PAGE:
the android. I read many reviews, and CompanionLink (with its companion
    DejaOffice) was often mentioned as the best available product, although at a
    steep cost ($49.95).

    I shelled out the $49.95 for CompanionLink, and
    would have been happy to pay that if it had worked well. I’ve now spent four
    frustrating months trying to get it to work reliably and accurately, and have
    mostly given up because of the variety and persistence of the problems. Here
    are some of the problems I’ve had:

    -Messages asking
    if I want to delete anywhere from hundreds to thousands of calendar items in
    Outlook, even though no calendar changes had been made on the android or in

    -Very strange,
    seemingly random, changes made to contacts, such as one person’s e-mail being replaced
    with that of another person.

    messages that CompanionLink and DejaOffice are using different Wi-Fi device
    names, even though the names had been working fine, and no changes had been made.
    (And when this happened, a check of the names on the PC and the android always
    showed them to be the same.)

    Strangely, this
    message complaining about different Wi-Fi device names would come up frequently
    even when I was trying to use a USB connection, with no Wi-Fi involvement.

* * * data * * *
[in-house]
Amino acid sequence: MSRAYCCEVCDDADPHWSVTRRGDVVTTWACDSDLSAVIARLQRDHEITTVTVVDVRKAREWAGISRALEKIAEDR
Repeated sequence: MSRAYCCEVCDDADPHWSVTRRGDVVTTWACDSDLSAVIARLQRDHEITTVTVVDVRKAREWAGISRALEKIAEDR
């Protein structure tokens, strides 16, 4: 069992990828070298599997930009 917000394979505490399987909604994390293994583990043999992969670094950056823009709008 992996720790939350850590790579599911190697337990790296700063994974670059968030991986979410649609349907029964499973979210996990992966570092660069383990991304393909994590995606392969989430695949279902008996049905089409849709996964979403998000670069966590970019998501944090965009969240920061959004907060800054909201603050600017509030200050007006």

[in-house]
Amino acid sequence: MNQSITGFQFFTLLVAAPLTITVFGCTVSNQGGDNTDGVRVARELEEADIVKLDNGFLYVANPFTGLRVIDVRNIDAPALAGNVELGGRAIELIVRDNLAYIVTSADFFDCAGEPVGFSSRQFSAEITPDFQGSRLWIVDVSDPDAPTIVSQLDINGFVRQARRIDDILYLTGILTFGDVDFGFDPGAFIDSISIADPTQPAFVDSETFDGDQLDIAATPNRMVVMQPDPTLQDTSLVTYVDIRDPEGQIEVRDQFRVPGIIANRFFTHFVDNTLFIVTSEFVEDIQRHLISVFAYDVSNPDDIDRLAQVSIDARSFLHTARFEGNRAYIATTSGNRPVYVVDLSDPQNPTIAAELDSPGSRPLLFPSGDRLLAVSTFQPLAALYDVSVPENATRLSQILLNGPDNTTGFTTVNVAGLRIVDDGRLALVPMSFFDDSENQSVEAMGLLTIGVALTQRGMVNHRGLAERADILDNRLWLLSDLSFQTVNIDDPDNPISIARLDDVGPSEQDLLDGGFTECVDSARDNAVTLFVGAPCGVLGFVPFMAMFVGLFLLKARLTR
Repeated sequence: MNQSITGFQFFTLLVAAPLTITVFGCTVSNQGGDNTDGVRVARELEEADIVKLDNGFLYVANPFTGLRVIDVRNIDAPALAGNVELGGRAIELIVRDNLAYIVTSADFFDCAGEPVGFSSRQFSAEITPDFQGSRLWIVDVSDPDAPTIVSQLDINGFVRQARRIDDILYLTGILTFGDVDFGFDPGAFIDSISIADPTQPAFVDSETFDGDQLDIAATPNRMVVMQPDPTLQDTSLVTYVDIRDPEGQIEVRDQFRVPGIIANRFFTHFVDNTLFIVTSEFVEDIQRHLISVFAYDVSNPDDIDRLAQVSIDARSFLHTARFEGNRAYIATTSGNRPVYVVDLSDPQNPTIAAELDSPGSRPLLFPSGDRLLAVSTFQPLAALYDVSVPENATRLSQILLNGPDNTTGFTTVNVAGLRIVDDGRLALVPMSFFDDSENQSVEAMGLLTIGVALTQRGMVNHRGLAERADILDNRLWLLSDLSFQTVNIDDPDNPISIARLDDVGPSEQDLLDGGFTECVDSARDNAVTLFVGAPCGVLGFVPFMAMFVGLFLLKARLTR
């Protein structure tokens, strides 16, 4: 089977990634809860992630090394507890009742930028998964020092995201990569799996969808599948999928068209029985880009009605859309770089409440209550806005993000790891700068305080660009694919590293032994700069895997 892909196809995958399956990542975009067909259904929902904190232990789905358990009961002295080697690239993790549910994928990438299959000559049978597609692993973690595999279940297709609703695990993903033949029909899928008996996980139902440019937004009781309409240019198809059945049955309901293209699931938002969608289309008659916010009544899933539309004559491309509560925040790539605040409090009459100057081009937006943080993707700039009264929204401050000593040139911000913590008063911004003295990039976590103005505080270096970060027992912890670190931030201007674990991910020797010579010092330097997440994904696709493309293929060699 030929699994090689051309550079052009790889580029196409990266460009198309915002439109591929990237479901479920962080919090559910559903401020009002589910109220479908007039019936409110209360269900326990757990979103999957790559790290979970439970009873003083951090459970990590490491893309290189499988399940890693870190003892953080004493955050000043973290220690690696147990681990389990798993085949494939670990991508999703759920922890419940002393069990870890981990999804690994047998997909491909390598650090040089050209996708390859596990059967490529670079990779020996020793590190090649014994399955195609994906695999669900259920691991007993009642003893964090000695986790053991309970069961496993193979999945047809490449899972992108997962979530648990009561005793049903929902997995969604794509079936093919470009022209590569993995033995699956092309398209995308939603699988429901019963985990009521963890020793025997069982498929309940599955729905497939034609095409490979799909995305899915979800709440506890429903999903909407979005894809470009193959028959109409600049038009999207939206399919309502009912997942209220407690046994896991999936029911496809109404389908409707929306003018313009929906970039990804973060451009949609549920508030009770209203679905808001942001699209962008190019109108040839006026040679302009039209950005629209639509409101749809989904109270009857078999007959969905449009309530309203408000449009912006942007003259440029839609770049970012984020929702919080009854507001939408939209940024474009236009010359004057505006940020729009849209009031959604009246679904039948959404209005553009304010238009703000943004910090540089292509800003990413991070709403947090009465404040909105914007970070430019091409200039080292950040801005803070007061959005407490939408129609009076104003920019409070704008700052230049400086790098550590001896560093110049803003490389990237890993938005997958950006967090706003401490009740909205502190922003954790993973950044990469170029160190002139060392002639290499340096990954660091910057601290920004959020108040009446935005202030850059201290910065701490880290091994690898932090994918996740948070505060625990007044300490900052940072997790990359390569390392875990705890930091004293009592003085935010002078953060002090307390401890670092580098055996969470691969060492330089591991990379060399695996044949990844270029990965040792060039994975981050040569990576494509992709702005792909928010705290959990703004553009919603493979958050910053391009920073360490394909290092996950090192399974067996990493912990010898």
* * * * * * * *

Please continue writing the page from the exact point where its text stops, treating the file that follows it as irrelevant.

I like to read a lot of
    reviews before buying a new product, and I hadn’t been able to find a solid
    recommendation for any syncing software other than CompanionLink. But while recently
    searching again for an alternative, I was surprised to come across a product
    called Android-Sync, which I assume is new. I was skeptical, since I couldn’t find
    any reviews. But since I was desperate, and since they offer a “60-day
    no-questions-asked money-back guarantee” for $29.95, I decided to give it
    a try. I’ve only been using the product for about a week, but at this point I’m
    very glad I spent the money.

    Android-Sync is much easier to set up and use
    (partly because it has fewer options – e.g., you can’t sync with Wi-Fi), it
    syncs faster, and I’ve yet to find any errors in the syncing. I’m using an
    optional feature that causes it to sync automatically whenever the android is
    connected to the PC with a USB cable. CompanionLink claims to have such a USB capability,
    but it often failed to work, even after I changed my USB connection mode, which
    Android-Sync does not require.

    I’ve found that Android-Sync works well for syncing
    with the native android calendar, contacts, and tasks applications. I much
    prefer Business Calendar to the native android calendar, and fortunately that
    works smoothly, since Business Calendar automatically syncs with the native
    calendar. So I’m getting good two-way syncing between Business Calendar and
    Outlook using Android-Sync.

    I’m happy with the android’s native contacts manager
    (and my contact categories in Outlook are syncing nicely with groups on the
    android), but I do find that the task manager in DejaOffice is superior to the
    native task app that Android-Sync uses. Because of that, I’m continuing to use
    CompanionLink, but now only for syncing tasks. With that much smaller job, it
    has (to my surprise) been working well for the past week, via Wi-Fi. Of course,
    if I had known ahead of time, I would never have paid $50 for a program that’s
    only capable of reliably syncing tasks.